For some, Thanksgiving is about being thankful for all of life’s blessings, big and small. For others it’s a dare, challenging you to get through hours worth of vitriolic political debate, when the most liberal and the most conservative factions of your family come together to discuss topical controversies.
What do you do when Cousin Natasha*, a liberal who donates $5 every time she gets despondent email from the Democratic Congressional Campaign Committee, says she thinks Obama’s U.S.-China climate change deal is one of the most important achievements of his presidency?
Or when your Uncle Doyle*, who sent everyone in the family, including Cousin Natasha, a “What Difference Does it Make?” Benghazi shirt for Christmas last year, praises Speaker John Boehner’s Obamacare lawsuit?
These are the sort of scenarios that tie knots in the stuffing-bloated stomachs of Americans across the country, and so we’ve put together this choose-your-own-adventure guide to help you, the moderate of the family, practice going through the prospective dinner table topics ahead of time.
If someone does bring it up, should you A) stay out of it or B) try to change the subject?
Option A: Maybe your relatives will have a civilized discussion about race relations in America and agree that, whether or not they approve of the grand jury ruling, the law is the law. And while everyone agrees that the looting and destruction was regrettable, maybe they also understand the deep betrayal felt by a community that simply wanted a trial. Maybe, but do you want to take that risk?
Last year, your family was discussing how the government shutdown was going to hurt Republicans’ chances in the midterm elections. Turns out it was President Barack Obama’s job approval rating that brought down candidates and helped Republicans win major gains at the House, Senate, governor and state-legislature levels. Uncle Doyle came ready to brag.
Do you A) Let him talk—he earned it—or B) change the subject to something else before Cousin Natasha loses it?
Option A: After about 10 minutes praising Joni Ernst, Tom Cotton and Cory Gardner, Uncle Doyle moves on to Wisconsin Governor Scott Walker, who he’d like to see run for president in 2016. “But really, anyone but Hillary Clinton,” he mutters. Natasha, who, if she’s being honest with her inner progressive, would prefer to see a Warren-Sanders ticket, launches into a spirited defense of Clinton out of obligation.
Option B: “Funny how everyone stopped talking about Ebola after the midterms. Does anyone know the status of the outbreak in West Africa?” Also funny: how quiet everyone just got.
Last year your family made progress on Thanksgiving. Uncle Doyle promised to say “undocumented immigrants” and Cousin Natasha promised to stop calling him xenophobic every time he mentioned securing the border. Both agreed that Congress should pass a comprehensive immigration reform bill, even if they were iffy on the details.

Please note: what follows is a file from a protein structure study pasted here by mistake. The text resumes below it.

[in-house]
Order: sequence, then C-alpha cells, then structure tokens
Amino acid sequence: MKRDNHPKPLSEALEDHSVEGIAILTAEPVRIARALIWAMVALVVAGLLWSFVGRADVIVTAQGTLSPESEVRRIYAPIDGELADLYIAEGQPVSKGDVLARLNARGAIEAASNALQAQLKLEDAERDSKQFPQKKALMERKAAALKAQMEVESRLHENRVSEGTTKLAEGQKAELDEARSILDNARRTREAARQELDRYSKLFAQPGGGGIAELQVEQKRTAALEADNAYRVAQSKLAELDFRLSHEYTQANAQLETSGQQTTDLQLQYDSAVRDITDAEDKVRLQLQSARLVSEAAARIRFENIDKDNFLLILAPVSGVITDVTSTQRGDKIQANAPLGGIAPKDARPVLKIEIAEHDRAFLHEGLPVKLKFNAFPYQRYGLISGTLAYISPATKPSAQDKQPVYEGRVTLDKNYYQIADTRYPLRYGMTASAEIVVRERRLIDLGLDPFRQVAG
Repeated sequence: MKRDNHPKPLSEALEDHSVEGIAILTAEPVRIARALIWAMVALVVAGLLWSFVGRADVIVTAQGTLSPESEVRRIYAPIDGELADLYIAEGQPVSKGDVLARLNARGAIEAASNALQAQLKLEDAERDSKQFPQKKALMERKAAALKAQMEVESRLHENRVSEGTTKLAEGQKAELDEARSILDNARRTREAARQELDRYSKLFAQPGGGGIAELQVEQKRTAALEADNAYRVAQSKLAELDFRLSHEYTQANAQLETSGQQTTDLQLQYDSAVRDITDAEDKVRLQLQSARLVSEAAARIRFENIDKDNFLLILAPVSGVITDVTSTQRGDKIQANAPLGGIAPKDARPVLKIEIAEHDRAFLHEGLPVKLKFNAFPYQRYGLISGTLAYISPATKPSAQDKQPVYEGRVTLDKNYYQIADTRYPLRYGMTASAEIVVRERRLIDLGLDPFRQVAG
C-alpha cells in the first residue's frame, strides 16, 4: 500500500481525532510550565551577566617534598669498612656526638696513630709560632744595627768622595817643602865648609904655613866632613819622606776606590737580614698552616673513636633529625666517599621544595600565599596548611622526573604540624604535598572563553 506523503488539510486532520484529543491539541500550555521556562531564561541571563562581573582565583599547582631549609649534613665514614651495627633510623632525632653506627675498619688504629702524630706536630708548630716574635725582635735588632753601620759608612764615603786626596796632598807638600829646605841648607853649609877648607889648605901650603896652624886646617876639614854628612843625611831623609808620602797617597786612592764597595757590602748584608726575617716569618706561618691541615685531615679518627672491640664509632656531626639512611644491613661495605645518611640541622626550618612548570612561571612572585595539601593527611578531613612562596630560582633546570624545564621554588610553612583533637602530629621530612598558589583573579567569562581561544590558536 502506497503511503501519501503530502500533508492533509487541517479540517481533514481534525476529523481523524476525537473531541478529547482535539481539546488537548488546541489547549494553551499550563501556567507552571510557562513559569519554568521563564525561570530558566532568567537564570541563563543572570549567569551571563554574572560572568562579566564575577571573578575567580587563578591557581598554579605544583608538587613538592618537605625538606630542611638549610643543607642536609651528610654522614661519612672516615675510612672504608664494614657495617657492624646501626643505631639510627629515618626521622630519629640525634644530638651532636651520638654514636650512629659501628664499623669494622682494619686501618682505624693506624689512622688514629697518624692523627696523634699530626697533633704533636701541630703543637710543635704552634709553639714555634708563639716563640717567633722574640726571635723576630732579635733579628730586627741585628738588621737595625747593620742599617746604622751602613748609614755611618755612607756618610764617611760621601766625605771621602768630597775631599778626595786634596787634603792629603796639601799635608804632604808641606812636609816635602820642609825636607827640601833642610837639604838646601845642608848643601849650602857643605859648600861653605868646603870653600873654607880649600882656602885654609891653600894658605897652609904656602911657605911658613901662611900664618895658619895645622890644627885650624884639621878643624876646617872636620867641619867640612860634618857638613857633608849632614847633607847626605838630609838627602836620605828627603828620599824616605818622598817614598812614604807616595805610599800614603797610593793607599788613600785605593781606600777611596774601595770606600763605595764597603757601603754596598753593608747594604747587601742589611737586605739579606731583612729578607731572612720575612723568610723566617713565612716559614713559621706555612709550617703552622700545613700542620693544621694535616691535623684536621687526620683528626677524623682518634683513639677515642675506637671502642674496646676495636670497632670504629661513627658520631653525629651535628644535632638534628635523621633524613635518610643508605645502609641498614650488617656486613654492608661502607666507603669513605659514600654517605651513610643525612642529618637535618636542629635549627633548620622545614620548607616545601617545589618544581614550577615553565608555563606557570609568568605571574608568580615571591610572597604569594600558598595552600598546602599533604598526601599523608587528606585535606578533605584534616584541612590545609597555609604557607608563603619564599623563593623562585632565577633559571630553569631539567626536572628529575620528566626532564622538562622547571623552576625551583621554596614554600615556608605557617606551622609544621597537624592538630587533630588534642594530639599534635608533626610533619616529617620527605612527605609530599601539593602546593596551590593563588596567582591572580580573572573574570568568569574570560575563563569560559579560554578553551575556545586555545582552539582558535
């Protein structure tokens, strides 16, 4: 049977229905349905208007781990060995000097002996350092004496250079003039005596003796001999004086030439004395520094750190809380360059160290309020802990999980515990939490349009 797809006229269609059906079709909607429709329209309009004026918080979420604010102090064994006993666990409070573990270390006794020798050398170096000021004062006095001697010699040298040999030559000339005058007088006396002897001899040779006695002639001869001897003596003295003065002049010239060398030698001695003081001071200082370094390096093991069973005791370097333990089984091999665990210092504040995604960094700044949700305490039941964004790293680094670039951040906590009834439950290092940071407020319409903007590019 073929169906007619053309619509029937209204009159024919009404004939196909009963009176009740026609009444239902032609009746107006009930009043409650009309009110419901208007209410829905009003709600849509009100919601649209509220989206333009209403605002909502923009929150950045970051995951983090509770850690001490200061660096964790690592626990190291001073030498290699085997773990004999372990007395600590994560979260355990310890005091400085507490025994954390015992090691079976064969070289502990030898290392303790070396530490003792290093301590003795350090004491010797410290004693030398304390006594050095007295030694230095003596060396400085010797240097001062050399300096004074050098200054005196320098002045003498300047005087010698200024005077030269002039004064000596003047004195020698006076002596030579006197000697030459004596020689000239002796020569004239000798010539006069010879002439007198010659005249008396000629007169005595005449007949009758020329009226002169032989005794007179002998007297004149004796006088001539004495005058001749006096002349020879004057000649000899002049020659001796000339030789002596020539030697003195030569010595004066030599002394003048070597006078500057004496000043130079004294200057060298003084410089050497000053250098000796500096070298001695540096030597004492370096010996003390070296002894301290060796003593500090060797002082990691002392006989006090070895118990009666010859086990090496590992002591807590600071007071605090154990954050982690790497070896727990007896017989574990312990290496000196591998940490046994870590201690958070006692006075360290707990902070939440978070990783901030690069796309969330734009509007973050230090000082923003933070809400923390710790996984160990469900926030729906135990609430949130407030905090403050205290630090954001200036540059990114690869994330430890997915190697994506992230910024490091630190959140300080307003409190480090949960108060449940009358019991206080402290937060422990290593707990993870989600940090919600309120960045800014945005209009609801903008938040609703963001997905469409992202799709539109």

Fast forward to this year, and Uncle Doyle thinks Obama is acting like an out-of-control emperor and Cousin Natasha’s only complaint is that the president’s executive action doesn’t include health care. Uncle Doyle mentions that he saw an interesting cartoon that reminds him of the immigration order and Thanksgiving, and he pulls out his phone to show everyone.
Do you A) knock the phone out of his hand because he’s about to show everyone this:
Cousin Natasha is happy with the U.S.-China climate change deal, but worries that it won’t be enough to keep the planet from warming more than 2 degrees Celsius, especially if a Republican president wipes out Obama’s climate action orders.
Do you A) Let Cousin Natasha continue what might be a long rant about carbon emissions or B) try to change the subject?
Option A: Eventually Cousin Natasha and Uncle Doyle will agree that, regardless of their stances on climate change and America’s dependence on fossil fuels, Senator Mary Landrieu’s hail-Mary attempt to get Keystone passed to bolster her re-election campaign was a huge waste of time.
Option B: You try to change the subject to how great Uncle Doyle’s cranberry sauce is. Cousin Natasha, who is still crushed that Oregon’s GMO labeling measure lost by just 809 votes, asks if it’s GMO-free. It’s not.
For two years, Benghazi has taken up a long portion of your dinner discussion, with Uncle Doyle reciting the names of the four Americans killed during grace, and praying that one day the Lord will see fit to force Clinton to finally tell the truth about what happened.
This year, as Cousin Natasha is quick to point out, the Republican-controlled House Intelligence Committee released a report debunking most of the major theories on the attack—there was no stand-down order, there was no failure of intelligence leading up to the attack, and the administration’s initial explanation for the attacks—an anti-Muslim video—was based on incorrect intelligence from the CIA, not Obama’s lies.
Uncle Doyle, who also read the report, points out that it also calls for investigations into whether the Clinton State Department failed to approve several requests for additional security.
To your horror, Cousin Natasha and Uncle Doyle turn to you and ask your opinion: Do you think Benghazi is and continues to be a fake conspiracy imagined into existence by the Tea Party or a real scandal covered up by liberals more concerned with protecting Clinton than American lives?
Do you A) change the subject or B) change the subject?
Option A: Think of something topical, well-known, and indisputable. “Assuming they’re true, aren’t all the Bill Cosby allegations horrible?” Uh, yeah.